Sundays are for resting, so get off your computer and enjoy what’s left of your weekend. (On the left, the 1968 US Reprise Records pressing, and on the right, the 2011 UK Sanctuary Records double “orange splattered green” mono / stereo release.) God save the Village Green (and what’s left of your weekend)!
1982 was a good year for several, obvious reasons. The Dukes of Hazzard saw a bit of a ruckus when Warner Bros. refused to pay actors Tom Wopat and John Schneider their due royalties. This resulted in the Duke brothers’ 17-episode hiatus / protest. Warner Bros. finally struck a deal which finally ended the Vance and Coy era (“cousins” filling the lead rolls left vacant by two smart actors speaking up when they weren’t being paid what was contractually theirs).
Let’s see, what else happened… Tron, E.T., Tootsie and Blade Runner were released… The stupid-ass St. Louis Cardinals beat the Milwaukee Brewers in game 7 of the World Series… Grace Kelly, John Belushi and Ingrid Bergman died… I moved from sunny Southern California to the frigid tundra of Wisconsin… OH! And the Beastie Boys released their first record, a hardcore EP titled Polly Wog Stew.
8 tracks released on both 7” and 12” formats, the Polly Wog Stew E.P. would be the first, last, and only official release from the band as a hardcore unit, next releasing Cookie Puss which saw the Boys Beastie bow more towards a new form of hip hop (well, at the time).
Yeah, ’82 was decent, and oh so long ago.
When one witnesses this 1992 seal of quality from the 1992 KMFDM album, Money, one knows one is witnessing one’s best possible selection one can possibly make. One need not continue looking once one discovers ol’ Moonface logo guy, here. One looks, one sees, and one gets that deep down warm and industrial fuzzy feeling one tends to get, when one knows, and respects, that Wax Trax! Records sound.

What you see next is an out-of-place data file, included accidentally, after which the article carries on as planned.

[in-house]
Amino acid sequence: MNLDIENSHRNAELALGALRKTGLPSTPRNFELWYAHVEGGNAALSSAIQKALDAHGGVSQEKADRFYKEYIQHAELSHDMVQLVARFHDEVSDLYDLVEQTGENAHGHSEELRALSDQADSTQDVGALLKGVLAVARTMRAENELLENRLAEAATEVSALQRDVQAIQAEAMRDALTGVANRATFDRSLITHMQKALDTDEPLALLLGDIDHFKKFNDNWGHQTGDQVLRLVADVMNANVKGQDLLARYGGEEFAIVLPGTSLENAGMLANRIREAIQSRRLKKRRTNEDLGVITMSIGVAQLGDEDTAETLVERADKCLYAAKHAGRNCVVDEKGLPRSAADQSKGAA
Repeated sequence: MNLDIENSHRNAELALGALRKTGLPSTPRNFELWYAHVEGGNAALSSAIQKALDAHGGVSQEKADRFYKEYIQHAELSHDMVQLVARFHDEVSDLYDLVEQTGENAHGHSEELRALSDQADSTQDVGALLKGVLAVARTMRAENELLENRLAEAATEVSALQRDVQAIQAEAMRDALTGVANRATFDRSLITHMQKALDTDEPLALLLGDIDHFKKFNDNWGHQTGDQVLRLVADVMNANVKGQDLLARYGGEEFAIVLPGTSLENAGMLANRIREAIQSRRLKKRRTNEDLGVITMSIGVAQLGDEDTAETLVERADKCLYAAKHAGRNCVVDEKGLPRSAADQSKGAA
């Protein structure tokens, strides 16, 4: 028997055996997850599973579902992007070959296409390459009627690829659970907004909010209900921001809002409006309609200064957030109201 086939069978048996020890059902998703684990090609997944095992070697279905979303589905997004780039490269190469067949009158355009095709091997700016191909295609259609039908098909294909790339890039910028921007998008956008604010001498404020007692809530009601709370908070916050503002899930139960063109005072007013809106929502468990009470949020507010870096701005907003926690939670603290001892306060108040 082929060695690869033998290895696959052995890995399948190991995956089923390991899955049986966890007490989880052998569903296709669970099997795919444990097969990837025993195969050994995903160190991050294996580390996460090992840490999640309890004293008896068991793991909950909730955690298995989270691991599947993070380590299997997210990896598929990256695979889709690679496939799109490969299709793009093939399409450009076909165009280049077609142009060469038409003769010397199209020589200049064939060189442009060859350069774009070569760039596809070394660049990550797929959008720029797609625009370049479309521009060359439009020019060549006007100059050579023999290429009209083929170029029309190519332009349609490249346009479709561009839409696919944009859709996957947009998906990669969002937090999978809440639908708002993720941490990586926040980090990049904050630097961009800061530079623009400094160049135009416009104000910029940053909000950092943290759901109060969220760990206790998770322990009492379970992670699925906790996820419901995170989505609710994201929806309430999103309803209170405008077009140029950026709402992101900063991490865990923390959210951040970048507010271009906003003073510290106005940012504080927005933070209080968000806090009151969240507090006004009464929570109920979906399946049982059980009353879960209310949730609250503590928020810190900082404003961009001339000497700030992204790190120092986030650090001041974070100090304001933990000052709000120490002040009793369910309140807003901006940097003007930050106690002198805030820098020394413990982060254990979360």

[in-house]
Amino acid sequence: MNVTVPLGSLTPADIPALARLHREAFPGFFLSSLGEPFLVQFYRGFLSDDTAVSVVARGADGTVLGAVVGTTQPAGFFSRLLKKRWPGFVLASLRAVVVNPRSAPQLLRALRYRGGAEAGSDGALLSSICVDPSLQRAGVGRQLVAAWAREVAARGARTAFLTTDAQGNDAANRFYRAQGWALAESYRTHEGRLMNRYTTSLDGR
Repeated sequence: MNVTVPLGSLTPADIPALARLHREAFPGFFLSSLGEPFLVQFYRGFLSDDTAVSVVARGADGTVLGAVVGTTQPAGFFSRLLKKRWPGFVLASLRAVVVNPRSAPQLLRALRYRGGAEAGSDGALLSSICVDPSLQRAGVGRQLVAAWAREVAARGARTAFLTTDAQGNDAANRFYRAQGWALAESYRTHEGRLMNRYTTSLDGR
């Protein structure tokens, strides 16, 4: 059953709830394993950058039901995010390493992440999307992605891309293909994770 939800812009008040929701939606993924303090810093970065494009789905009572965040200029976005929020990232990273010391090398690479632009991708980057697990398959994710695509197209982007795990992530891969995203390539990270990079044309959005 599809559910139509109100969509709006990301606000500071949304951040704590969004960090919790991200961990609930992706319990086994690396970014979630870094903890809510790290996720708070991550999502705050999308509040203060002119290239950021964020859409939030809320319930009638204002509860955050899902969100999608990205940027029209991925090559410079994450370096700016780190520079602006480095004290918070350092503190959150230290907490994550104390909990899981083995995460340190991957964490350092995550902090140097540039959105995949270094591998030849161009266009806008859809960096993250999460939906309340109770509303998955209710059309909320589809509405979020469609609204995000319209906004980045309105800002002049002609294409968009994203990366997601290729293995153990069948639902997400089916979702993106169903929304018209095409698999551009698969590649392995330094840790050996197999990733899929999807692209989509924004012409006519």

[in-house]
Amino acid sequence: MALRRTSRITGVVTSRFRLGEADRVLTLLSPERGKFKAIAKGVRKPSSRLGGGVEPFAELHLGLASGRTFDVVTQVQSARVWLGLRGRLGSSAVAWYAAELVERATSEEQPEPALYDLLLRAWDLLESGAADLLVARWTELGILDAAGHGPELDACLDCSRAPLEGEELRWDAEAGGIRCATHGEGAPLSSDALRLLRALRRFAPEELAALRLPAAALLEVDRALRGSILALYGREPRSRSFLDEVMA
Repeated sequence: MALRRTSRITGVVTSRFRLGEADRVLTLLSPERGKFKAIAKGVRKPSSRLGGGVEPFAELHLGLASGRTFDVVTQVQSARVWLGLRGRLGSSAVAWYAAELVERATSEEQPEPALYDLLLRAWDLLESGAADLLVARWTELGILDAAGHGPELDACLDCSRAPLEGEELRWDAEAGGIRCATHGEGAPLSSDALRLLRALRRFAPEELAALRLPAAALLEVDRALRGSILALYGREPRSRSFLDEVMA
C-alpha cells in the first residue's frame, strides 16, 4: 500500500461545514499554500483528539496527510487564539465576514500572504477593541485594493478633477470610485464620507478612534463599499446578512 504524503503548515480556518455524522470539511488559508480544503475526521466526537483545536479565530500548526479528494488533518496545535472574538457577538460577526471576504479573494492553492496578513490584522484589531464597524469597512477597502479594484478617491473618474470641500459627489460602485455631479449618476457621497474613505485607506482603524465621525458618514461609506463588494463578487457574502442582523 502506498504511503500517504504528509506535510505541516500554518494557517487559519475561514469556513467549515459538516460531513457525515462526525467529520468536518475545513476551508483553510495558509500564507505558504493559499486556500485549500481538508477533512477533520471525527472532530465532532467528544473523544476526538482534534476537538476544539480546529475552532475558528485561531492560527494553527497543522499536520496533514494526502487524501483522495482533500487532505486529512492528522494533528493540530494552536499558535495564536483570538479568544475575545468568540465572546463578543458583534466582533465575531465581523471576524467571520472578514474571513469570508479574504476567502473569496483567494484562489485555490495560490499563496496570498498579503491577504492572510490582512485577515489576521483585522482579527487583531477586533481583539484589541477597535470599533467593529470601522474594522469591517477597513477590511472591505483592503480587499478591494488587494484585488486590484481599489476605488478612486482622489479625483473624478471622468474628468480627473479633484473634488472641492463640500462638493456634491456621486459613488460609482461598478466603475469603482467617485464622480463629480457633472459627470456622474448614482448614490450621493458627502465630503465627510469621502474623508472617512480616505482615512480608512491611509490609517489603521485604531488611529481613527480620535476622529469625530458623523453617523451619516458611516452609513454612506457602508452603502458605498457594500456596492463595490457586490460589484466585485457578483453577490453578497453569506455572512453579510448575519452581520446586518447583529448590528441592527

There can be only one, and this is it.
This South Korean version of GNR’s classic, Appetite for Destruction, features a PG-13 variant cover of the Robert Williams painting of the same name. The original, and banned, or discontinued cover was deemed offensive by some in South Korea, enough to warrant the GNR logo to be slapped over the questionable portion of the art.
With such precautions taking place in South Korea, one can only imagine the North Korean version would look identical to Spinal Tap’s Smell the Glove.
As the long-told, infrequently-forgotten story goes, the sunshine-happy-give-us-your-money band featured on the back cover of Dead Kennedy’s debut, Fresh Fruit for Rotting Vegetables was used without the band’s consent, and resulted in a threatened lawsuit causing variations of the Bay area’s backside cover art. LA-based Sounds of Sunshine (aforementioned sunshine-happy-give-us-your-money band), wasn’t quite satisfied with their work-around beheading, and the Dead Kennedy’s were forced to come up with a new back cover concept altogether (replaced the sunshine-happy-give-us-your-money band sans heads with four vintage living room-dwellers sitting under a framed Alternative Tentacles logo… subsequent lawsuit forthcoming).
If any morals are to be learned from this tug-and-pull fiasco, they are forever silenced by the timeless music contained within.
I broke the mold of tradition yesterday and removed the shrink wrap that bound my copy of Double Nickels on the Dime, the Minutemen’s timeless magnum opus. It has become habit for me to neatly slice the plastic along the sleeve opening, preserving the virgin cover, back, and in this case, gatefold center.
I’d never owned Double Nickels in any format until I found this reissue, so I was more than amazed when I released the fruits of this gatefold for the very first time. Aside from the usual credits and a collage of action band shots are seven drawing by Raymond Pettibon I’d never seen before. Famous first throughout the Southern California early punk scene, then the world over, Mr. Pettibon’s art ranges from morally exposing to minimalist shock, which, after reading this again, does absolutely no justice to either the style of his characters, or the weight of his foreboding, and ominous messages. His often humorous take on the vulgar details of moral principles (many struggle their whole lives to ignore) raise a sense of loaded guilt that makes you want to go out and punch an elected official in the face, but you know… in a good way.